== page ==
Thursday, November 20, 2014

Physical Assets: Can You Depend on them?

The acquisition of various assets during the life of an individual depends on the income level, financial goals and aspirations of the individual. One acquires assets either for current consumption or future welfare. Current consumption includes perishable items and physical assets as well. Physical assets are bought either towards some enumerated financial goal, Social esteem or based on some long held belief about the asset. For example one would put the money in fixed deposit towards the achievement of some future financial goal, but will buy an expensive item like an artifact as a Hussein painting for the purpose of glory.
In the Indian Scenario as per a survey conducted by National Council for Applied Economic Research (NCAER) and Max New York Life in 2008, 23% savings of Indian households are parked in physical assets.  In this note we would like to evaluate their dependability as stores of Wealth

Before arriving at a conclusion whether the asset in question is dependable or risky, one needs to evaluate the purpose for which the asset is acquired. Following points, if kept in mind could help in such an analysis.

a)   Notions about the Physical Assets

People tend to acquire the assets without proper notion about the nature and characteristic of the asset. If one is investing in an asset for the purpose of glory, then the same asset would not add value to the net worth of the individual from the point of view of achieving some financial goals and individual even after allocating the funds would still be in want of allocation towards the achievement of the financial goals.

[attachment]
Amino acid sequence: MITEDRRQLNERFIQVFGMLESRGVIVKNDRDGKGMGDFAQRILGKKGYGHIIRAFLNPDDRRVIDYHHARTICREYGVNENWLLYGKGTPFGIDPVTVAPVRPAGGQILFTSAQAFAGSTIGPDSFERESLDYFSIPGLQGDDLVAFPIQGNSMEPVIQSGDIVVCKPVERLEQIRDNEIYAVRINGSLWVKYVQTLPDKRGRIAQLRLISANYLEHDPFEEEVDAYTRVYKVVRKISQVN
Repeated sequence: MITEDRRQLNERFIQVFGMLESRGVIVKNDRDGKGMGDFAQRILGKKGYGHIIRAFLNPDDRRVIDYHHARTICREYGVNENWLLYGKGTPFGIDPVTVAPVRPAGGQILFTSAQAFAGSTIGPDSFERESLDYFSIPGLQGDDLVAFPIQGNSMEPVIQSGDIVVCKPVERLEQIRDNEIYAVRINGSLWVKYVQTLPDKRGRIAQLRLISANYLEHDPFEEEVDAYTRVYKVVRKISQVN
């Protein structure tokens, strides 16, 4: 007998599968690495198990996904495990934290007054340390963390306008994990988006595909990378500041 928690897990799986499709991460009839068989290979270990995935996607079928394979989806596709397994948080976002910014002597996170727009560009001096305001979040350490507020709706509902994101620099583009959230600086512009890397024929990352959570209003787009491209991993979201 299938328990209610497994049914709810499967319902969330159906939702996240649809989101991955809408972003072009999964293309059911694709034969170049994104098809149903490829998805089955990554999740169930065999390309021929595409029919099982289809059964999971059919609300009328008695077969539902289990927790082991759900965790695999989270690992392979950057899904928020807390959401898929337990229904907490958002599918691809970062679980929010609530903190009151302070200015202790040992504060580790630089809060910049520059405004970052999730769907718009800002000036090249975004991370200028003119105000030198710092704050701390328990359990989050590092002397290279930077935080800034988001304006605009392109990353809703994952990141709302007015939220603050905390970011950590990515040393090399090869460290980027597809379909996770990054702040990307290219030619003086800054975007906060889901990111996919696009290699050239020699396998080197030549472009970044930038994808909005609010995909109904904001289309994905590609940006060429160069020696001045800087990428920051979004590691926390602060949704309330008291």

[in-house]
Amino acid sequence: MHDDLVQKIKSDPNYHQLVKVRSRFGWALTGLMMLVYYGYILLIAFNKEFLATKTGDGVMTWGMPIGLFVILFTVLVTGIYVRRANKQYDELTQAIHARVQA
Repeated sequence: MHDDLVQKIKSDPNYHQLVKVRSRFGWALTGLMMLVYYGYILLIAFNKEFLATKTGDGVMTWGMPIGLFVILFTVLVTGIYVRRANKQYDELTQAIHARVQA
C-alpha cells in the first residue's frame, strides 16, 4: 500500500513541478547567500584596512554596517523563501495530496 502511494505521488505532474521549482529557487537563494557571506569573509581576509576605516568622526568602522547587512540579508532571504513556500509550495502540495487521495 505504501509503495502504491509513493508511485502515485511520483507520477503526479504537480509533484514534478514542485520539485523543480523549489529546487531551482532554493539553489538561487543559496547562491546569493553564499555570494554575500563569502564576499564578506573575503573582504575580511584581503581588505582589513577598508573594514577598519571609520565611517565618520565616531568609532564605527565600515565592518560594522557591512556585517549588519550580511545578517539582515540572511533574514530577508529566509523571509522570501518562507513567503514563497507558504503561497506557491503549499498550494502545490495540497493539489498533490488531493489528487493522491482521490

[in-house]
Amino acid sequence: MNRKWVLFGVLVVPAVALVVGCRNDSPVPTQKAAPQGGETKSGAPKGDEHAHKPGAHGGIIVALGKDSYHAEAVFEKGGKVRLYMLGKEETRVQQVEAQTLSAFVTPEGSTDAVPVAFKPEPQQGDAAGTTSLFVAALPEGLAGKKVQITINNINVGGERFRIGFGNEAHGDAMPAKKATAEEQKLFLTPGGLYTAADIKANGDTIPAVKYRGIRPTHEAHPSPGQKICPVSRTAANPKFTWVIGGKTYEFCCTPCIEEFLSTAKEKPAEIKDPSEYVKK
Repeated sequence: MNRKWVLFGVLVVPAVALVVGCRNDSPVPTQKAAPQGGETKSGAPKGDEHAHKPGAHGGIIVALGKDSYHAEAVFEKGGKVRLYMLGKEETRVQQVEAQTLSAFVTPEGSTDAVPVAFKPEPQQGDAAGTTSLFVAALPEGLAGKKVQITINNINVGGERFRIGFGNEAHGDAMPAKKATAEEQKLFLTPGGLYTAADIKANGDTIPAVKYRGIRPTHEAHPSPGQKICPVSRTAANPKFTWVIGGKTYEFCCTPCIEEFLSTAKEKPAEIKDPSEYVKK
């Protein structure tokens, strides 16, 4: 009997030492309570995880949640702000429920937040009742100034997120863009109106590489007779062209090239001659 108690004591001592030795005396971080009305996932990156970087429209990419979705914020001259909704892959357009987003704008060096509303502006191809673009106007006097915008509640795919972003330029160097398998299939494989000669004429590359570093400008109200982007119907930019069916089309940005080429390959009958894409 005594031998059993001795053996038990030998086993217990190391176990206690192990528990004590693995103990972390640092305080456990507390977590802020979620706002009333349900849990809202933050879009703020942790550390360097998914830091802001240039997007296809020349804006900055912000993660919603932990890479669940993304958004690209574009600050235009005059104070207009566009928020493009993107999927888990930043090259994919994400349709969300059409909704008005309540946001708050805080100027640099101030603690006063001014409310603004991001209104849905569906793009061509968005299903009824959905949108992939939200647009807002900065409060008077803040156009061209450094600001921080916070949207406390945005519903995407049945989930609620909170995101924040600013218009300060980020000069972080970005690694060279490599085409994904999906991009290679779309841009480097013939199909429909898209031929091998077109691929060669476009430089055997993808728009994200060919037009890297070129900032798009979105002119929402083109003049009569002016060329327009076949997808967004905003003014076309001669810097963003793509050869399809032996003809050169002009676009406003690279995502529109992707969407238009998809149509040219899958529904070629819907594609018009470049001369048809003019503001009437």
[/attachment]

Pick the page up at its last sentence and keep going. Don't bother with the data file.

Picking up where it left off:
b)    Stakes in the Assets ( opportunity cost)

 The next question that an individual needs to ask while making a decision to acquire an asset is the stakes in question, if an individual is acquiring a depreciating asset at the cost of a future financial goal like retirement then it must be strictly avoided. An example could be the purchase of car on loan reducing the amount available to be invested periodically for retirement.

c)   Debt against these Assets/( Liquidity Potential)

 With the availability of credit it has become easier for people to acquire a physical asset, but caution must be exercised whether debt must be taken for acquiring this asset. Debt must not be taken against a depreciating asset unless there is a possibility of investment arbitrage and an individual has the corpus available to pay off the debt in short term if required. For e.g. if one buys a car on loan, then it is preferable that one has the amount equal to the loan he/she has taken for car available with him which can be deployed in  another investment option which could generate a return which is higher than the rate of interest one has to pay on the loan